According to Russia’s communications watchdog Roskomnadzor, one of the firm’s domains had been blocked in the country after the Attorney General decided so on Nov. 13. On Tuesday it issued a statement saying the domain had been blocked for “insulting state symbols”.
The watchdog added that specific Shutterstock pages had also been blocked for showing ways to commit suicide. It was unclear what this was a reference to.
Shutterstock told Reuters it was aware that the image.shutterstock.com domain had been blocked and that it was working with the Russian authorities to resolve the issue.
“We’re aware of content that has been deemed objectionable by the regulatory body in Russia,” the company said, referring to Roskomnadzor. “The content has already been removed and Shutterstock is continuing to work with the agency to remove thumbnail images from the site.”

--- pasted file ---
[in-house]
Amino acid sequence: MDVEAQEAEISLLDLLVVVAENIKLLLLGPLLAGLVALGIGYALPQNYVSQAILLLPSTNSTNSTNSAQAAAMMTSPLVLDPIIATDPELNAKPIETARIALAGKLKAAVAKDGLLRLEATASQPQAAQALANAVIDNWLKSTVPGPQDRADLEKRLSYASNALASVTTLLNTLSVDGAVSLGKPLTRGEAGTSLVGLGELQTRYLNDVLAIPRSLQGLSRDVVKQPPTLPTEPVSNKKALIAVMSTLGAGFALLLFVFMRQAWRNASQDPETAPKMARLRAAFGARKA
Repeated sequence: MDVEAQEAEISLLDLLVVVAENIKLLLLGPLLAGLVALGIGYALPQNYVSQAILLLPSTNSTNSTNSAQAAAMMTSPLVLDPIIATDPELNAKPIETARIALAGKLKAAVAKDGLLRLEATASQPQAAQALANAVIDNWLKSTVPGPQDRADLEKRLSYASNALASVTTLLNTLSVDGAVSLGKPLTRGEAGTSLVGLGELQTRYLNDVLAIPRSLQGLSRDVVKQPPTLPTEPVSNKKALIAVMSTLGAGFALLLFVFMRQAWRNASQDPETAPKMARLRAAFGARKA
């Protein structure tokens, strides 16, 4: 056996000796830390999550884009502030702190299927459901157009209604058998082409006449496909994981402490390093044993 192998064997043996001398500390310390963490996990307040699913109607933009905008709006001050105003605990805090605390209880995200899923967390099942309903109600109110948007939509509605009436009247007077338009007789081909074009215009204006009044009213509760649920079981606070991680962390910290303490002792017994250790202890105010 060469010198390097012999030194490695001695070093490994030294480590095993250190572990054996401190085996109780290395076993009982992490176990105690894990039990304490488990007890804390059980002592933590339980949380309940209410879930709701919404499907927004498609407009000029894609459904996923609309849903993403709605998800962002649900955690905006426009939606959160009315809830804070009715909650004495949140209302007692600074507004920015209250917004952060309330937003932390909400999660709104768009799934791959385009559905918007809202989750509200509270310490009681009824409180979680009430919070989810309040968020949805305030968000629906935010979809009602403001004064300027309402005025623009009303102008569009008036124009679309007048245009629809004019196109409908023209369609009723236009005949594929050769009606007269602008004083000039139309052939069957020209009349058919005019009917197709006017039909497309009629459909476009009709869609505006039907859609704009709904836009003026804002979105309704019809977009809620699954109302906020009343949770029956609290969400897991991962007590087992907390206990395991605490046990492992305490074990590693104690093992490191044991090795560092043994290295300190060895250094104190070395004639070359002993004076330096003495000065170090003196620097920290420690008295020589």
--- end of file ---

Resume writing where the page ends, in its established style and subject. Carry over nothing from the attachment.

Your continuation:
Roskomnadzor countered Shutterstock’s comments, saying the “banned information has not been deleted.”
Roskomsvoboda, a website monitoring internet freedom in the country, had reported that a picture of a miniature Russian flag planted in a pile of feces is what had caused the domain to be blocked. Shutterstock later confirmed to Reuters that this picture had in fact caused the issue. The company said it had filed a request for review with Roskomnadzor in a bid to “promptly resolve the issue so that Shutterstock is available again in the region”.
Earlier this year President Vladimir Putin signed into law tough fines, including a 15-day jail sentence, for those who spread online what the authorities regard as “blatant disrespect” for the state, the authorities, the public, the Russian flag or the constitution.